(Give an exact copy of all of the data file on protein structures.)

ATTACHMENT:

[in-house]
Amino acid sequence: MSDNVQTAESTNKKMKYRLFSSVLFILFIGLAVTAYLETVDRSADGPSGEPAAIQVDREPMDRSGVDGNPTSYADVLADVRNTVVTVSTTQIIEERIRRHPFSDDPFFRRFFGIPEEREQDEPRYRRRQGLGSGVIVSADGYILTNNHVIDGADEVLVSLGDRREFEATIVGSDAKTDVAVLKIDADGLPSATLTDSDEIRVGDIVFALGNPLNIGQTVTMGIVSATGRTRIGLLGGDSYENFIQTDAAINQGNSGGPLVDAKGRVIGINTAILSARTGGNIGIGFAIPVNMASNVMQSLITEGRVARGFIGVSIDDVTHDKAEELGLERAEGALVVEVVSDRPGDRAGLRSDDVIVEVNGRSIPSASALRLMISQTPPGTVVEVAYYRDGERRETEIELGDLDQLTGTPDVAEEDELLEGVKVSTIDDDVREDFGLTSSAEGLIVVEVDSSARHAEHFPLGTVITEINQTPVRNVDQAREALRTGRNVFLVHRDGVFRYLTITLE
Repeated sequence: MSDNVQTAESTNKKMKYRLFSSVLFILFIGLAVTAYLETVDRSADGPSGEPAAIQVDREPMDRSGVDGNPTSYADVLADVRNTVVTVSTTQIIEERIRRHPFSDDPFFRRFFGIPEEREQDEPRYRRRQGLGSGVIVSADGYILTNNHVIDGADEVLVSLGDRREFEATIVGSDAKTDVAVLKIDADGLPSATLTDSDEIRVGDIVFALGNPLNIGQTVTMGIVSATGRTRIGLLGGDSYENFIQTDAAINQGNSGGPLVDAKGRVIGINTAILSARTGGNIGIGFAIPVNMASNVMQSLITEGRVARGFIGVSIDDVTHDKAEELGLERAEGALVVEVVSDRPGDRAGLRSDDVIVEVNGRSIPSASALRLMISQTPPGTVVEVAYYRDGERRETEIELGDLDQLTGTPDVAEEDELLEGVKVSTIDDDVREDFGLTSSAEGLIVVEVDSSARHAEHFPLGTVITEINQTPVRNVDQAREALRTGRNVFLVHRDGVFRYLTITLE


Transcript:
[in-house]
Amino acid sequence: MSDNVQTAESTNKKMKYRLFSSVLFILFIGLAVTAYLETVDRSADGPSGEPAAIQVDREPMDRSGVDGNPTSYADVLADVRNTVVTVSTTQIIEERIRRHPFSDDPFFRRFFGIPEEREQDEPRYRRRQGLGSGVIVSADGYILTNNHVIDGADEVLVSLGDRREFEATIVGSDAKTDVAVLKIDADGLPSATLTDSDEIRVGDIVFALGNPLNIGQTVTMGIVSATGRTRIGLLGGDSYENFIQTDAAINQGNSGGPLVDAKGRVIGINTAILSARTGGNIGIGFAIPVNMASNVMQSLITEGRVARGFIGVSIDDVTHDKAEELGLERAEGALVVEVVSDRPGDRAGLRSDDVIVEVNGRSIPSASALRLMISQTPPGTVVEVAYYRDGERRETEIELGDLDQLTGTPDVAEEDELLEGVKVSTIDDDVREDFGLTSSAEGLIVVEVDSSARHAEHFPLGTVITEINQTPVRNVDQAREALRTGRNVFLVHRDGVFRYLTITLE
Repeated sequence: MSDNVQTAESTNKKMKYRLFSSVLFILFIGLAVTAYLETVDRSADGPSGEPAAIQVDREPMDRSGVDGNPTSYADVLADVRNTVVTVSTTQIIEERIRRHPFSDDPFFRRFFGIPEEREQDEPRYRRRQGLGSGVIVSADGYILTNNHVIDGADEVLVSLGDRREFEATIVGSDAKTDVAVLKIDADGLPSATLTDSDEIRVGDIVFALGNPLNIGQTVTMGIVSATGRTRIGLLGGDSYENFIQTDAAINQGNSGGPLVDAKGRVIGINTAILSARTGGNIGIGFAIPVNMASNVMQSLITEGRVARGFIGVSIDDVTHDKAEELGLERAEGALVVEVVSDRPGDRAGLRSDDVIVEVNGRSIPSASALRLMISQTPPGTVVEVAYYRDGERRETEIELGDLDQLTGTPDVAEEDELLEGVKVSTIDDDVREDFGLTSSAEGLIVVEVDSSARHAEHFPLGTVITEINQTPVRNVDQAREALRTGRNVFLVHRDGVFRYLTITLE